The entire book by Ms. Mains is about using our words for good instead of bad, whether spoken or written.  And in some cases, it is not what we say, but how we say it.

To tie in the Scripture, Abraham moves to Gerar and says that Sarah is his sister, afraid that these pagans will kill him and take Sarah for themselves.  Abraham is not totally telling a lie in that Sarah is his half-sister.  King Abimelek (or Abimelech in some texts) takes Sarah as part of his harem.  Abimelek is told in a dream what is really going on, confronts Abraham, and then to make things right for having stolen Abraham’s wife, gives Abraham gifts and best wishes as he politely asks him to leave town.

This is a very bizarre story in Scripture, but the only chapter that is totally devoted to Isaac, Genesis 26, six chapters later, is a repeat performance of this bizarre story, with a few details changed, again with King Abimelek and now Isaac and Rebekah.  Rev. John MacArthur, in his commentary, states that Abimelek must be a dynasty type name, not the same king many years later.  It could be like King Louis, king of France, changing the number each generation.

“Louis the Sixteenth was the King of France in 1789
He was worse than Louis the Fifteenth
He was worse than Louis the Fourteenth
He was worse than Louis the Thirteenth
He was the worst since Louis the First
King Louis was living like a king, but the people were living rotten
So the people, they started an uprising which they called the French Revolution,
And of course you remember their battle cry, which will never be forgotten…”

  • Allan Sherman, the introduction (to the tune to the French anthem, sort of, La Marseillaise) to You Went the Wrong Way, Old King Louie (to the tune of You Came the Long Way from St. Louis)

Enough of “Old King Louie,” but Abraham knew Abimelek was a pagan and would not live by the same moral standards as did Abraham.  But wait!  Abimelek had a conscience.

Buried down deep inside, very deep for some of us sadly, there is a conscience.  God breathed the breath of life into Adam and Eve.  We are made in God’s image.  Other animals may have endearing instincts that we might anthropomorphize, but we are the part of Creation that has a soul.

Abimelek knew it was against the rules to sleep with another man’s wife.  But wait, again!  Whose rules?!  The Ten Commandments are not given to Moses until Exodus 20, fifty chapters after this story (the rest of Genesis and then to Exodus 20).  Back to the conscience of that last paragraph.  It is why Paul says in Romans 1:20 that we have no excuse.

Do we have an excuse for bad style, poor spelling, misusing homonyms including some that really are not homonyms but are often interchanged (like then and than) …?

There are mistakes and then there are sins.  Sometimes, we are in a hurry to press the “publish” button.  And please, do not say that I am the only one?!?!

But the reason why I love writing compared to speaking is that when I speak, the words are out there, and you cannot grab them and shove them back into your mouth.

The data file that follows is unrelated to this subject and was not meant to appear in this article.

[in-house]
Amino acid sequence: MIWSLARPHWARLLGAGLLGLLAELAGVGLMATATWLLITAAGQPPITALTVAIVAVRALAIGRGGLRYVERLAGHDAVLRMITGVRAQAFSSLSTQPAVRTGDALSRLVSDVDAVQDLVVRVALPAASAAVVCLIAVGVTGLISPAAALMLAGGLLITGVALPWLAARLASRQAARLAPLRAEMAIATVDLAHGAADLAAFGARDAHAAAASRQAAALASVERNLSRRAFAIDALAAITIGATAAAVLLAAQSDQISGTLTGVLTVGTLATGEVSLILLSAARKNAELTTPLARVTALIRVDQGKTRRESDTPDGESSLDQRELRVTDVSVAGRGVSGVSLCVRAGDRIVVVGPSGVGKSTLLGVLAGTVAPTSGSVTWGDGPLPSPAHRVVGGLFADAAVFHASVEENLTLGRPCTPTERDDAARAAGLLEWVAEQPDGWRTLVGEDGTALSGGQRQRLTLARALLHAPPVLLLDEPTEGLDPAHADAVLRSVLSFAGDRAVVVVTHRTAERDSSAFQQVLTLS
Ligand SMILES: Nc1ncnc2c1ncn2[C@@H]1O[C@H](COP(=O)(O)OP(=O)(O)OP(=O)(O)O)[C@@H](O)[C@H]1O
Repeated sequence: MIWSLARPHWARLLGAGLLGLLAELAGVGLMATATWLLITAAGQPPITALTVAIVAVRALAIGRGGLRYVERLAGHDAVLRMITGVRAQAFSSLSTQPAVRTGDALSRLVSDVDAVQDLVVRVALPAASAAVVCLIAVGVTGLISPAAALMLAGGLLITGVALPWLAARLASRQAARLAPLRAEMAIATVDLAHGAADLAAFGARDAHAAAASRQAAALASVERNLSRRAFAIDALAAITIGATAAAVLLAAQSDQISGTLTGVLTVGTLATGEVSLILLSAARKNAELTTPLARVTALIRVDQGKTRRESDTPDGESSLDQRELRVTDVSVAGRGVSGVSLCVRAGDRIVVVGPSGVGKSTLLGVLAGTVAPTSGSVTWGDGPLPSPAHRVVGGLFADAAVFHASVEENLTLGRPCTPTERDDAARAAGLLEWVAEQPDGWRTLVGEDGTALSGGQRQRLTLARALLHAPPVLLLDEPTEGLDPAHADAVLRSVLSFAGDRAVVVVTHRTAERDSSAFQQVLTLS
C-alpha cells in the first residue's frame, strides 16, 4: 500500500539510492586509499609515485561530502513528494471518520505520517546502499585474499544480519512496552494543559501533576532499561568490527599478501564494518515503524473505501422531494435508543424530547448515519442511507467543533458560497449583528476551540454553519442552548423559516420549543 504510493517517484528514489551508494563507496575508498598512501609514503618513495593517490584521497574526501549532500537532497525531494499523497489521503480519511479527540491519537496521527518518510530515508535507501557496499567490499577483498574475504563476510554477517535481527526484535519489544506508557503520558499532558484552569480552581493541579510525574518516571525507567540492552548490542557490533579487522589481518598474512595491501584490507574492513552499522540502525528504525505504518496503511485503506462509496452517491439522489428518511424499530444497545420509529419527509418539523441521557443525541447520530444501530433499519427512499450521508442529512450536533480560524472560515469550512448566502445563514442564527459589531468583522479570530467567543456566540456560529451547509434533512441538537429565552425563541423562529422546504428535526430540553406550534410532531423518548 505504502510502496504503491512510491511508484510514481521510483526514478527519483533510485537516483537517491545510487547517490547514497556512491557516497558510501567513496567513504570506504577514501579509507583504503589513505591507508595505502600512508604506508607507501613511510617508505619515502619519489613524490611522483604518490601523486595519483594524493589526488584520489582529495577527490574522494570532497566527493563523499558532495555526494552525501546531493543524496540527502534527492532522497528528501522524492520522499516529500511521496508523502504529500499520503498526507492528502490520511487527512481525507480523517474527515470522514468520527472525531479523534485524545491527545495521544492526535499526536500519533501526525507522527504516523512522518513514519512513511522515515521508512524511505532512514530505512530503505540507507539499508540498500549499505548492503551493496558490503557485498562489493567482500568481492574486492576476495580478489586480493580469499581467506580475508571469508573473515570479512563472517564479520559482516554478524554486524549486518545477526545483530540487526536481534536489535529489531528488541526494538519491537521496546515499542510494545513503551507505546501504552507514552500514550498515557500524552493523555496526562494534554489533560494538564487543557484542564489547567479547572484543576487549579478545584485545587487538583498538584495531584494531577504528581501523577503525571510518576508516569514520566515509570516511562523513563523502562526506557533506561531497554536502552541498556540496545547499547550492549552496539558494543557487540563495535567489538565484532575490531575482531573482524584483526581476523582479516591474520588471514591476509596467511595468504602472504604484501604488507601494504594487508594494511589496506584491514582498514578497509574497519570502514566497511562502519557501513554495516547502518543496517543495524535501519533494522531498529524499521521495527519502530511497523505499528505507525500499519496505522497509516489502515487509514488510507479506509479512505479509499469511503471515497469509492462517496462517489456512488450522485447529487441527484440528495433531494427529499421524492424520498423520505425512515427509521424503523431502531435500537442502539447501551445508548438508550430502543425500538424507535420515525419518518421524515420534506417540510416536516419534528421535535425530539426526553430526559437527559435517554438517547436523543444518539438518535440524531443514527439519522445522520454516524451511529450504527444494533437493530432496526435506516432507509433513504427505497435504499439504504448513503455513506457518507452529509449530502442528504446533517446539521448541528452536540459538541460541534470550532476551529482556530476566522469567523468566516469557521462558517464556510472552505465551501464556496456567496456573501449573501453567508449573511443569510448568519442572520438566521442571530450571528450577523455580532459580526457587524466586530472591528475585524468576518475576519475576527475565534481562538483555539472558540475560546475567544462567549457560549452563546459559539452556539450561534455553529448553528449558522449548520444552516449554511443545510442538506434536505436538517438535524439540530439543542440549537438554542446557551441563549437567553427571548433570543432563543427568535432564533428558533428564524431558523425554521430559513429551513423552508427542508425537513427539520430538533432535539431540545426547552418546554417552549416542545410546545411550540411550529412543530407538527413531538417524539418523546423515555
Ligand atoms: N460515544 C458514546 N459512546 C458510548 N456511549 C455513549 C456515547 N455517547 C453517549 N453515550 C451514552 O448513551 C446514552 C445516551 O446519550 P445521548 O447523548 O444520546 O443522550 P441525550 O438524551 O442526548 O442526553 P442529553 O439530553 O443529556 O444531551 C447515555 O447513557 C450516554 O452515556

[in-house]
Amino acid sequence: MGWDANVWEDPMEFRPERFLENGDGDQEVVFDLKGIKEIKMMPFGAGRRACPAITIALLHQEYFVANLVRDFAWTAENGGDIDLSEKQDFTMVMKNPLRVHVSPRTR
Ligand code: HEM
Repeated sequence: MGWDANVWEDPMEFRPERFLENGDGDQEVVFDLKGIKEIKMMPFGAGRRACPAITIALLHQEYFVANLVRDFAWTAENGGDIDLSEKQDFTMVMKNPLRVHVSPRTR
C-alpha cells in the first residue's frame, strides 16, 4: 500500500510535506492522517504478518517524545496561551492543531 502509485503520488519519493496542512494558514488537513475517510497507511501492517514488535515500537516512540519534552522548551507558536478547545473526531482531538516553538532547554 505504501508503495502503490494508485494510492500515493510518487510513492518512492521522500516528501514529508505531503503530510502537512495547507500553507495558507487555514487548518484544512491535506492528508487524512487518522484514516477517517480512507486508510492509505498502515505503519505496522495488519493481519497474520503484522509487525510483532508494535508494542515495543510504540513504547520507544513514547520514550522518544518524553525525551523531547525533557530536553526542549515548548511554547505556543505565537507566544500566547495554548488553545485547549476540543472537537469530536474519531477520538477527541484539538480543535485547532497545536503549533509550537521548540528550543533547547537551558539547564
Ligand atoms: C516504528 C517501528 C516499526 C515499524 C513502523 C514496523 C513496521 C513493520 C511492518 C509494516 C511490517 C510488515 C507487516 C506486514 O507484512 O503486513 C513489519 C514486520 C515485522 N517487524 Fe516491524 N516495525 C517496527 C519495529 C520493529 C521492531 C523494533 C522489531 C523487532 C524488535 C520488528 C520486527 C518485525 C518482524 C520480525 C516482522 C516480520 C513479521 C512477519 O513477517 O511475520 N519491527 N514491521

But when writing, I can do any of the suggestions that Ms. Mains’ professor suggested.  I can edit to the point of rewriting.  I can delete the bad word, misused word, or even the entire article without ever publishing it, with 2-3 in the Trash Can.  I can change the entire timbre of the article.  I can remember a few articles that I was about to publish, a couple already published but scheduled in a few days.  In each case, I got a horrible night’s sleep thinking about what everyone or even one person my think of the article.  And before I did anything beyond brushing my teeth, I changed the focus, the moral lesson, and the theme of the article.  I realized my own sin in how I was thinking about a situation or a person.  I had to confess and repent before rewriting, all before the usual mad dash run to the bathroom.  Of course, the professor’s suggestion to check spelling is automatically done these days, but did the computer get it right?

I am not singling out people who misssspell words.  And I have no idea why I love missssspelling the word misspell.  I am just thinking about the book that I just read.  She touches on so many evils that emerge from the tongue – cursing and lies just for starters.

Even David Robertson, the Wee Flea, who says that he never publishes something until he has confirmation from multiple sources, has had to retract something – on rare occasion, but it happens.  I love a tweet, that I cannot find to quote exactly, but Beth Moore was being cruelly chided over something in one of her books by a Twitter tweet, and she responded with something like “Yeah, sometimes I disagree with what she said too.”  Sometimes, we grow as a Christian; other times, we realize that we were simply wrong.  And there are probably other reasons we might wish to later retract something that we said or maybe clarify it to avoid someone misreading it.

But Ms. Mains goes on to write about therapy for such wrong-doings, and then a couple of chapters on what we really should be talking about.  I will touch on one of those in a couple of days.

Soli Deo Gloria.  Only to God be the Glory.